Summary of first project

March 8, 2011 at 13:53 | Posted in Uncategorized | Leave a comment

So what have we learned? The main thing is that we’ve now got a correct(ed) proof of the following result of Shelah, which we can state without any ambiguity:

Theorem 1 If {\mu} is singular of uncountable cofinality {\kappa}, then

\displaystyle  {\rm pp}(\mu)=\mu^+ \Longleftrightarrow{\rm cov}(\mu,\mu,\kappa^+, 2)=\mu^+. \ \ \ \ \ (1)

We’ve also got a pretty good idea of how this fits into the rest of Shelah’s work on “cov vs pp”. Most importantly though, forcing myself to work through his proof in this format has suddenly made most of his work on this problem seem much more accessible: the myriad arguments for partial results present in “Cardinal Arithmetic” are all just variations on the pattern of proof we’ve seen in the preceding posts. The next part of this project will consist of demonstrating this by giving streamlined (and cleaned up!) proofs of several more such results. (The point is that everything is much clearer in hindsight, so lots of very difficult proofs can be simplified in light of later discoveries.)

Note: I still want to go back and cross-reference the blog posts, and organize the titles and tags in a coherent way.

Main Proof (part 3)

March 8, 2011 at 13:43 | Posted in Uncategorized | Leave a comment

We will now define certain increasing sequences {\langle \alpha_n:n<\omega\rangle} and {\langle i_n:n<\omega\rangle} as in the last post, along with another sequence {\langle \epsilon_n:n<\omega\rangle}.

Start by setting {\alpha_0=\min({\rm nacc}(C_\delta))} and {i_0=0}. Given {\alpha_n} and {i_n}, we let {\alpha_{n+1}} be the least element of {{\rm nacc}(C_\delta)} above {\alpha_n} with the property that

\displaystyle  \gamma(\alpha_n)<\sup(C_{\alpha_{n+1}}), \ \ \ \ \ (1)

and define

\displaystyle  \epsilon_n = \min(C_{\alpha_{n+1}}\setminus\gamma(\alpha_n). \ \ \ \ \ (2)

What is the point? Note that this arrangement ensures that

\displaystyle  f_{\epsilon_n}\in \mathcal{N}(\alpha_{n+1}, i) \ \ \ \ \ (3)

for any {i<\kappa}. Since {\gamma(\alpha_n)\leq\epsilon}, it follows that we can choose {i_{n+1}\geq i_n} such that “{f_{\epsilon_n}} majorizes {g(\alpha_n, i_n)} beyond {\mu_{i_{n+1}}}”, i.e.,

\displaystyle  \sup(\mathcal{N}^+(\alpha_n, i_n)\cap\theta)<f_{\epsilon_n}(\theta) \ \ \ \ \ (4)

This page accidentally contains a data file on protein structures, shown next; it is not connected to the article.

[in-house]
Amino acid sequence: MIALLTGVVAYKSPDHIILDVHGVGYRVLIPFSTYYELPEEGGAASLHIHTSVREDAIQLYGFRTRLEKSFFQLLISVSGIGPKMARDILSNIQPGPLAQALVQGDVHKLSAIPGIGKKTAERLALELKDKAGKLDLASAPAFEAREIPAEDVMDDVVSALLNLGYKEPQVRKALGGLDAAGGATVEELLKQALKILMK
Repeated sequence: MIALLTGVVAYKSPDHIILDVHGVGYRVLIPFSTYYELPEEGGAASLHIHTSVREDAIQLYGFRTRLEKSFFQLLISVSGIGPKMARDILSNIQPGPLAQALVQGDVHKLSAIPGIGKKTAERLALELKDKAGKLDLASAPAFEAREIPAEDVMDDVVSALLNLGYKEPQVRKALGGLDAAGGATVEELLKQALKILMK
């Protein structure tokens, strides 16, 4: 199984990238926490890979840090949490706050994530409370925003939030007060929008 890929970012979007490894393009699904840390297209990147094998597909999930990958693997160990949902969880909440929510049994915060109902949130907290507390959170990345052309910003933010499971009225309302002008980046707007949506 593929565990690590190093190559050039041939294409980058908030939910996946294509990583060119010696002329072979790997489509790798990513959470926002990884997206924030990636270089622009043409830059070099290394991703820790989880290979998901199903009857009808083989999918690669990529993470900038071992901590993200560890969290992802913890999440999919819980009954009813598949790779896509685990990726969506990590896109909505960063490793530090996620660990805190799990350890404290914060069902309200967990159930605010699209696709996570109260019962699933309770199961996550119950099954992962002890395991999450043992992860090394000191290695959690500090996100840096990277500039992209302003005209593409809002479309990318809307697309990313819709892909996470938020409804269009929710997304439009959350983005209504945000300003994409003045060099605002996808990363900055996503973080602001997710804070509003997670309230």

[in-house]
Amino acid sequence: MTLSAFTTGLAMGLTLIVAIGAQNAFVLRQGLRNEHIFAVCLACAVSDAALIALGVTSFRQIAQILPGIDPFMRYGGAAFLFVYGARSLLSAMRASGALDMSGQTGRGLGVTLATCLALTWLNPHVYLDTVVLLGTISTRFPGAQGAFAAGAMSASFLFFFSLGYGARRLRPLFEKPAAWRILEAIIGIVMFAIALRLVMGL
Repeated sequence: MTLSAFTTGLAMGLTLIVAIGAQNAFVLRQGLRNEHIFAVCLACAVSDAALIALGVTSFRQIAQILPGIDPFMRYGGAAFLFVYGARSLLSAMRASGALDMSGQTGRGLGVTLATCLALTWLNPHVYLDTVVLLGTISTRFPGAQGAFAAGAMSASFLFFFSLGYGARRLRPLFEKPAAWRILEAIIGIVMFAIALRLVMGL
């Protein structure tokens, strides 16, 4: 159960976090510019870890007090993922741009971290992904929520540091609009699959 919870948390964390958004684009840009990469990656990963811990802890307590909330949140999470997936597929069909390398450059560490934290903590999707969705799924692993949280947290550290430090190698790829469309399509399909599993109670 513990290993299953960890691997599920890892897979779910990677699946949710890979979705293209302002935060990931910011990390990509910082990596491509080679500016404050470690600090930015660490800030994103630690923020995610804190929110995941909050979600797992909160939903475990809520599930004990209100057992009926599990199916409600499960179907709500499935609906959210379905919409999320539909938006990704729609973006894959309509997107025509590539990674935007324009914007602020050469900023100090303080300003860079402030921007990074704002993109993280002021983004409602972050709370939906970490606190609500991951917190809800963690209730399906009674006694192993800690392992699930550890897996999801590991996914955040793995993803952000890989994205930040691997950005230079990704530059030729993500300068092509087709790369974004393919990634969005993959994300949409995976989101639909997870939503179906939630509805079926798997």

whenever {\theta\in \mathfrak{a}_{\alpha_n, i_n}\setminus \mu_{i_{n+1}}}.

Now define

\displaystyle  N=\bigcup_{n<\omega}\mathcal{N}(\alpha_n, i_n), \ \ \ \ \ (5)

and

\displaystyle  N^+=\bigcup_{n<\omega}\mathcal{N}^+(\alpha_n, i_n). \ \ \ \ \ (6)

We know the following facts from previous posts:

  • {N\in M^*\cap [\mu]^{<\mu}=\mathcal{P}},
  • {N\subseteq N^+}, and
  • {a\subseteq N^+}.

Thus, the theorem will be done provided we establish

\displaystyle  N\cap\mu = N^+\cap \mu. \ \ \ \ \ (7)

Here we use the “Elementary submodel argument” from February 12, which tells us that we have what we want provided

\displaystyle  \theta\in N\cap\mu\cap{\sf Reg}\Longrightarrow \sup(N^+\cap\theta)=\sup(N\cap\theta). \ \ \ \ \ (8)

The above is satisfied trivially for {\theta\leq\mu_{i^*}} as {\mu_{i^*}\subseteq N}; thus, we need only verify things for {\theta\in N\cap\mu\cap{\sf Reg}} which are greater than {\mu_{i^*}}. Furthermore, we know {N\subseteq N^+}, so

\displaystyle  \sup(N\cap\theta)\leq\sup(N^+\cap\theta) \ \ \ \ \ (9)

in any case.

Assume now by way of contradiction that we have {\theta} such that

  • {\theta\in N\cap\mu\cap{\sf Reg}},
  • {\mu_{i^*}<\theta}, and
  • {\sup(N\cap\theta)<\sup(N^+\cap\theta)}.

Choose {n<\omega} so large that

  • {\sup(N\cap\theta)<\sup(\mathcal{N}^+(\alpha_n, i_n)\cap\theta)}, and
  • {\theta\in \mathcal{N}(\alpha_n, i_n)}.

Since {\mu_{i_{n+1}}<\mu_{i^*}} and {\theta\in\mathfrak{a}_{\alpha_n, i_n}}, it follows from the definition of {\epsilon_n} that

\displaystyle  \sup(\mathcal{N}^+(\alpha_n, i_n)\cap\theta)<f_{\epsilon_n}(\theta). \ \ \ \ \ (10)

But

\displaystyle  f_{\epsilon_n}(\theta)\leq \sup(\mathcal{N}(\alpha_{n+1}, i_{n+1})\cap\theta) \ \ \ \ \ (11)

as both {\mathfrak{a}_{\alpha_n, i_n}} and {f_{\epsilon_n}} are in the latter model. Thus, on the one hand we have

\displaystyle  \sup(N\cap\theta)\leq \sup(\mathcal{N}^+(\alpha_n, i_n)\cap\theta)<f_{\epsilon_n}(\theta), \ \ \ \ \ (12)

and on the other,

\displaystyle  f_{\epsilon_n}(\theta)\leq \sup(\mathcal{N}(\alpha_{n+1}, i_{n+1})\cap\theta)\leq \sup(N\cap\theta). \ \ \ \ \ (13)

Clearly, this is absurd.

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